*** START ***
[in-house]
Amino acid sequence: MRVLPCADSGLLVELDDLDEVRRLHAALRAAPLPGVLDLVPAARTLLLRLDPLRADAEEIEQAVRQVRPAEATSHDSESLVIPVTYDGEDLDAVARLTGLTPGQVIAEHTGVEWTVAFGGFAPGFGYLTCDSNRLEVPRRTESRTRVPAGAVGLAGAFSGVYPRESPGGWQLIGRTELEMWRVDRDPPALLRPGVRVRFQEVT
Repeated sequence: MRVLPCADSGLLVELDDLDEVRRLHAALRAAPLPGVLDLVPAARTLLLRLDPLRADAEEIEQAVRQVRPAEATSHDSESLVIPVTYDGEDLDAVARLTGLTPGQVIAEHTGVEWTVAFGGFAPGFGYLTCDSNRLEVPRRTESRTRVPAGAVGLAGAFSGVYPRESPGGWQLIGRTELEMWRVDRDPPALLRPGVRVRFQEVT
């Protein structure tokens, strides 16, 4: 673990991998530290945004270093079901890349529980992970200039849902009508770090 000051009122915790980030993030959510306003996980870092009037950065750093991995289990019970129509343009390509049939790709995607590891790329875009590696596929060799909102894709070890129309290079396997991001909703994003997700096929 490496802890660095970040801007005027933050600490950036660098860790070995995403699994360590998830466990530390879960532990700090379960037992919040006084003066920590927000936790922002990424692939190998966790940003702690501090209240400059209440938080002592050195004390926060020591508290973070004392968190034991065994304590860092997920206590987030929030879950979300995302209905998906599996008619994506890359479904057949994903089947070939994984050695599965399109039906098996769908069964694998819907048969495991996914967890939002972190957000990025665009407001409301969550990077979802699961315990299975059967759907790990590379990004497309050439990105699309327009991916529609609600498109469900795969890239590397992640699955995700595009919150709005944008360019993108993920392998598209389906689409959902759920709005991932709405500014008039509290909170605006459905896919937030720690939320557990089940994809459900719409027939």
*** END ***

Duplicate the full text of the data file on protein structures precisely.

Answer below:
[in-house]
Amino acid sequence: MRVLPCADSGLLVELDDLDEVRRLHAALRAAPLPGVLDLVPAARTLLLRLDPLRADAEEIEQAVRQVRPAEATSHDSESLVIPVTYDGEDLDAVARLTGLTPGQVIAEHTGVEWTVAFGGFAPGFGYLTCDSNRLEVPRRTESRTRVPAGAVGLAGAFSGVYPRESPGGWQLIGRTELEMWRVDRDPPALLRPGVRVRFQEVT
Repeated sequence: MRVLPCADSGLLVELDDLDEVRRLHAALRAAPLPGVLDLVPAARTLLLRLDPLRADAEEIEQAVRQVRPAEATSHDSESLVIPVTYDGEDLDAVARLTGLTPGQVIAEHTGVEWTVAFGGFAPGFGYLTCDSNRLEVPRRTESRTRVPAGAVGLAGAFSGVYPRESPGGWQLIGRTELEMWRVDRDPPALLRPGVRVRFQEVT
């Protein structure tokens, strides 16, 4: 673990991998530290945004270093079901890349529980992970200039849902009508770090 000051009122915790980030993030959510306003996980870092009037950065750093991995289990019970129509343009390509049939790709995607590891790329875009590696596929060799909102894709070890129309290079396997991001909703994003997700096929 490496802890660095970040801007005027933050600490950036660098860790070995995403699994360590998830466990530390879960532990700090379960037992919040006084003066920590927000936790922002990424692939190998966790940003702690501090209240400059209440938080002592050195004390926060020591508290973070004392968190034991065994304590860092997920206590987030929030879950979300995302209905998906599996008619994506890359479904057949994903089947070939994984050695599965399109039906098996769908069964694998819907048969495991996914967890939002972190957000990025665009407001409301969550990077979802699961315990299975059967759907790990590379990004497309050439990105699309327009991916529609609600498109469900795969890239590397992640699955995700595009919150709005944008360019993108993920392998598209389906689409959902759920709005991932709405500014008039509290909170605006459905896919937030720690939320557990089940994809459900719409027939």